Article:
Is Palestinian-Israeli cooperation over? Finished? Dead as a door nail? A thing of the past? Or is it still possible?

My attendance at a crowded seminar today at the Ambassador Hotel in the prestigious Sheikh Jarrah neighborhood of “East” Jerusalem demonstrated that it is alive and well, despite all the violence of last summer in and around Gaza, and in recent weeks in Jerusalem.

A few hundred Jews and Palestinians gathered for a one day seminar on the theme of “Two States in One Space—a New Proposed Framework for Resolving the Israeli-Palestinian Conflict.”  I had attended a meeting about this last year in someone’s living room in my neighborhood, so I went now to learn more about it .

I’m glad that I went. I was impressed by the significant progress that has been made in the past year to sharpen and crystalize the idea and present serious and sensitive concepts and practices for discussion.

Dan Goldenblatt, co-director of IPCRI (Israel Palestine Creative Regional Initiatives),  the organization that produced the research report and hosted this seminar–opened the conference and talked about the intensive Israeli-Palestinian cooperation during the last year which led to the research report that was presented today. “The separation model has failed,” he said. “There was never an agreement on a common vision. There was no end game, and therefore no end was reached”.

This new research report –which will be widely circulated in Israel and Palestine in the weeks ahead–definitely represents a creative attempt to think “out-of-the box”. Instead of separation, they are talking about an “Israeli-Palestinian Union”. It will still be a two state solution, but it will offer much more. For example, all people will be able to live anywhere and there will be complete freedom of movement and of access.

Is it a bit utopian? Yes, it is. But the research team that developed this report has presented many interesting and worthwhile ideas, which should not be ignored.

According to Meron Rapoport, the Israeli coordinator of the relatively new “One Homeland, Two States” movement—who spoke very briefly since he agreed with most of what his Palestinian coordinator , Awni AlMashri, had just told the audience—”the failure of the two state solution is becoming a nightmare, and the dream of separation is dangerous. Rather, we have to turn the fact that the two peoples who are living together in this land from a negative idea to a positive one.”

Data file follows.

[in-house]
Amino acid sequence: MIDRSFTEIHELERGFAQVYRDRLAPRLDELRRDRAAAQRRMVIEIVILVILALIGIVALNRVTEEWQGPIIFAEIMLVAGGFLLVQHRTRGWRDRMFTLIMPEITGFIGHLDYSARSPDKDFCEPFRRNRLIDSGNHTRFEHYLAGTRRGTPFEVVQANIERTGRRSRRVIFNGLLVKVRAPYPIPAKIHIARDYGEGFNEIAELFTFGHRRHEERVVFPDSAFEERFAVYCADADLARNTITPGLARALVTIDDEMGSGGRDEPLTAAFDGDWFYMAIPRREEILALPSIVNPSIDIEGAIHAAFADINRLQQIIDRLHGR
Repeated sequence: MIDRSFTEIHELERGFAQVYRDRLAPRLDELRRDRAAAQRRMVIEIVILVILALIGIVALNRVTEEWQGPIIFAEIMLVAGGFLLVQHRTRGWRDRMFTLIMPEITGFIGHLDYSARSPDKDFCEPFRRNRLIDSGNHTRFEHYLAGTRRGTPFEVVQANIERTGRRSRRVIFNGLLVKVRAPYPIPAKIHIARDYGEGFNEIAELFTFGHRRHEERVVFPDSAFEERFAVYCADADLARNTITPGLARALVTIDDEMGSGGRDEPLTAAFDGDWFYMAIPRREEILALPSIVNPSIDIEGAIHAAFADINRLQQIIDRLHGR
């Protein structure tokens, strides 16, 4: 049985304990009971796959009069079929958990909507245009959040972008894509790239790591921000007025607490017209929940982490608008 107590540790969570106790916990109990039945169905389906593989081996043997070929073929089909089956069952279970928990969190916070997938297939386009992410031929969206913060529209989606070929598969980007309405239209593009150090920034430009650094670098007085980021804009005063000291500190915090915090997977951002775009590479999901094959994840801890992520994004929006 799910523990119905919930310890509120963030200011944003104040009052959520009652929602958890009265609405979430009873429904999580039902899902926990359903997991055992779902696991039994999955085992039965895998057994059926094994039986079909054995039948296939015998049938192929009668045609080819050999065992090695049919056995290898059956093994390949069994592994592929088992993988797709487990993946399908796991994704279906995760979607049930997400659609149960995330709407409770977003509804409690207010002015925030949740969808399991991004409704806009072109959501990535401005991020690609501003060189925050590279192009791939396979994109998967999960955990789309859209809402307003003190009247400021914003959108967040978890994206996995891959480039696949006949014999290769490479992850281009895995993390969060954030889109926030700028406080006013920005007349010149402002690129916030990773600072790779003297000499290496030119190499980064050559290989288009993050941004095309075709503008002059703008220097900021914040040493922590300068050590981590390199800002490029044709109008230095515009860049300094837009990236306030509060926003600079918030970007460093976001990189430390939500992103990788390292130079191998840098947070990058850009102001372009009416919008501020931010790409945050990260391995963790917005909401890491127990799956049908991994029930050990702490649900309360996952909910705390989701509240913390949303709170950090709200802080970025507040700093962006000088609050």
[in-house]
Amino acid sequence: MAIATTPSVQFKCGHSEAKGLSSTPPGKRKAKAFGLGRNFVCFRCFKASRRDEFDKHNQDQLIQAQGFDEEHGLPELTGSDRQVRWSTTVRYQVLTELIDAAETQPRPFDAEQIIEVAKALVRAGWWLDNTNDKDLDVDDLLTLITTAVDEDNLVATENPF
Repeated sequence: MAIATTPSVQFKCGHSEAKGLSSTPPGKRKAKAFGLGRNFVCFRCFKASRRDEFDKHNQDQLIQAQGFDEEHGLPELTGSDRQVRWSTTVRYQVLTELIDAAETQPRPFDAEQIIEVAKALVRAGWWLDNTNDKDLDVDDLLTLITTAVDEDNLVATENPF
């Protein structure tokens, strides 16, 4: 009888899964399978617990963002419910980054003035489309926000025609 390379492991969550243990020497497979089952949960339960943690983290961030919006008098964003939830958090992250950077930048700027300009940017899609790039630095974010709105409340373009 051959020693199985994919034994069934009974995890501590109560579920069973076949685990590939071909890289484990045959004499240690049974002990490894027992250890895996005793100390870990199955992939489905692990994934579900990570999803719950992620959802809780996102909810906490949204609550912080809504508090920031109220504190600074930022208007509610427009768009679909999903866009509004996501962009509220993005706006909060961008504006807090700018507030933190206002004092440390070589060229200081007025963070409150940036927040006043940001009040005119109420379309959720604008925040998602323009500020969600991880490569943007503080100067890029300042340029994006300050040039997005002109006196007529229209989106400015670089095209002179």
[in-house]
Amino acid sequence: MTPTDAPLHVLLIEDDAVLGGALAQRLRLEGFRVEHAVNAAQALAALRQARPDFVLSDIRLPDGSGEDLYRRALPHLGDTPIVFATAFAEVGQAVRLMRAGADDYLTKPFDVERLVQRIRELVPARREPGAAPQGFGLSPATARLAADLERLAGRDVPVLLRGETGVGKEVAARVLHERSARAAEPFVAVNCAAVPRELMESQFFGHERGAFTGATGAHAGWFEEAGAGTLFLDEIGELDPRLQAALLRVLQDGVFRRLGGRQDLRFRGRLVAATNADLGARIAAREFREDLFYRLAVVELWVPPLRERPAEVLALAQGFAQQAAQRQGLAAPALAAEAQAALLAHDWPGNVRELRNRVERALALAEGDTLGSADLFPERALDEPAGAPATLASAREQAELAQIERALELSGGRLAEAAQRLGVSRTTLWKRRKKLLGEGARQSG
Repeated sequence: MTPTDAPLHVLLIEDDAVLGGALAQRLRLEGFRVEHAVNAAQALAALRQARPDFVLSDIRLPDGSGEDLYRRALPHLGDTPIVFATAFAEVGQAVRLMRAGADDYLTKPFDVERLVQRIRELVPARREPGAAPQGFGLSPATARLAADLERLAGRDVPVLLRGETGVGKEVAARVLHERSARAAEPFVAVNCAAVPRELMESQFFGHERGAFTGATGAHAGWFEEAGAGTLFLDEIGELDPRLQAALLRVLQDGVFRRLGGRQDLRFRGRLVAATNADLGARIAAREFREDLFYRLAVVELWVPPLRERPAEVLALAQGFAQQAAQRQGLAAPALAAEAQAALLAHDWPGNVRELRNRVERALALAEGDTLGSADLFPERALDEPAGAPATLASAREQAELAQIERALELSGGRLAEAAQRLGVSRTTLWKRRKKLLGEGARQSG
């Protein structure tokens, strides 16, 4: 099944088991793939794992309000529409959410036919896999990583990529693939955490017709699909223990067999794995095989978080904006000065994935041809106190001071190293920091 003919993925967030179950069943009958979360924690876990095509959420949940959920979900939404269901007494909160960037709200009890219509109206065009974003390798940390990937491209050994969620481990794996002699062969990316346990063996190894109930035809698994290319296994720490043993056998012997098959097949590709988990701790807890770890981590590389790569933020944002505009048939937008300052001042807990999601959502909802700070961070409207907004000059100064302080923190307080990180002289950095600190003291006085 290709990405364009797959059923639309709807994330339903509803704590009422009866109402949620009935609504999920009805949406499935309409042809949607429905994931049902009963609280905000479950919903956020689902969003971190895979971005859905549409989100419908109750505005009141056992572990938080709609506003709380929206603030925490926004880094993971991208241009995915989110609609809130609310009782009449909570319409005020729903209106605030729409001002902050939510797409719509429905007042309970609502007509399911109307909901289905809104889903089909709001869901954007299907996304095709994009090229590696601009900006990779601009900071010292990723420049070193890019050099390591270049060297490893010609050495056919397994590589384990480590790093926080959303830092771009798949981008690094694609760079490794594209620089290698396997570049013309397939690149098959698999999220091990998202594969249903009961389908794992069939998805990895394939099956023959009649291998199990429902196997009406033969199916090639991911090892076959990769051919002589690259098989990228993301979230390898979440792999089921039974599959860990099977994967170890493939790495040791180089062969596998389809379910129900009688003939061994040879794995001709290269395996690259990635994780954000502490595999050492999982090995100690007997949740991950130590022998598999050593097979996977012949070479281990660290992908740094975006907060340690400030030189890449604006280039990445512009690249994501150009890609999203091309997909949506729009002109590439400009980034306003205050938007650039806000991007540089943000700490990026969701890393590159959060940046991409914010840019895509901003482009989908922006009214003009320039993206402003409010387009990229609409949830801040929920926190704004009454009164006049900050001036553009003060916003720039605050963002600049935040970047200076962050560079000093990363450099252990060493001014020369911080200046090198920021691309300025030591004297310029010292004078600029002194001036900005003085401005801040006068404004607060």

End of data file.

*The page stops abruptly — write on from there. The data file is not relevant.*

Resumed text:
The research team—which included many Israeli and Palestinian academics and practitioners—presented their ideas in succinct form to the large group of Palestinians and Israelis who came together today who were all thirsty for some creative new ideas, for something to move us forward, to break the stalemate of recent years, and to give some hope for the future.

The young, energetic and enthusiastic co-coordinator of IPRCI, Ms. Riman Barakat, actually welcomed all of us with a smile when she said that she was very happy to see more than 200 Israelis and Palestinians in one room! It has been a long time since such a gathering has happened in Jerusalem. “The fact that so many people came today demonstrates that people are searching for answers,” she added.

I couldn’t agree more. The last time I sat in a room in a cooperative spirit with  so many Palestinians and Israelis was last June, before the Gaza war, when a  non-profit organization named Bimkom, Planners for Planning Rights, where my eldest daughter, Sari Kronish, works, showcased a new report on all the neighborhoods of East Jerusalem, where Palestinians  who are both disadvantaged and disenfranchised are nevertheless involved with Jews in local planning projects for the betterment of their communities.

During the lunch break, I used the time to do some networking. Among other things, I ran into the two young  dynamic directors of Kids for Peace—Rebecca Sullum and Mohammad Joulany– who told me that they just hosted over 100 young alumni of their dialogue programs at Neveh Shalom/ Wahat El Salaam last week.  I also met a Palestinian who has been interning with the ICCI (Interreligious Coordinating Council in Israel) for the past 5 months, together with two Jewish Israeli interns, as part of the “New Generations Initiative” of Search for Common Ground— who was also very busy doing some networking about a joint Israeli-Palestinian peacebuilding project that we are working on concerning “Peacebuilding and the Arts.”

In addition, I had occasion to chat with Eliaz Cohen, a poet and courageous Jewish interreligious activist from Gush Etzion—a Jewish bloc of settlements between Bethlehem and Hebron, — who is involved in a new Palestinian –Israeli Dialogue group called Judor/Shorashim, which brings together settlers and Palestinians from the area for dialogue, and is co-led by Ali Abu Awad, a moderate Muslim Palestinian who is offering non-violence as a method of reaching out to the other side.

Why do I tell you, my readers, all of these things?

Because I want you to know that Od lo avdah tikvahteinu, all hope is not lost! There are many people on the ground—in the grassroots trenches of civil society—who are still trying to bring Palestinians and Israelis together to envision a better future for all of us, despite all the cynicism and despair you can read about in the daily, usually negative, press. It is encouraging to know that there are still creative and courageous people getting together to think out of the box and to counter the conventional wisdom that our conflict is intractable and unresolvable. Kein Yirbu—may their numbers grow in the years ahead.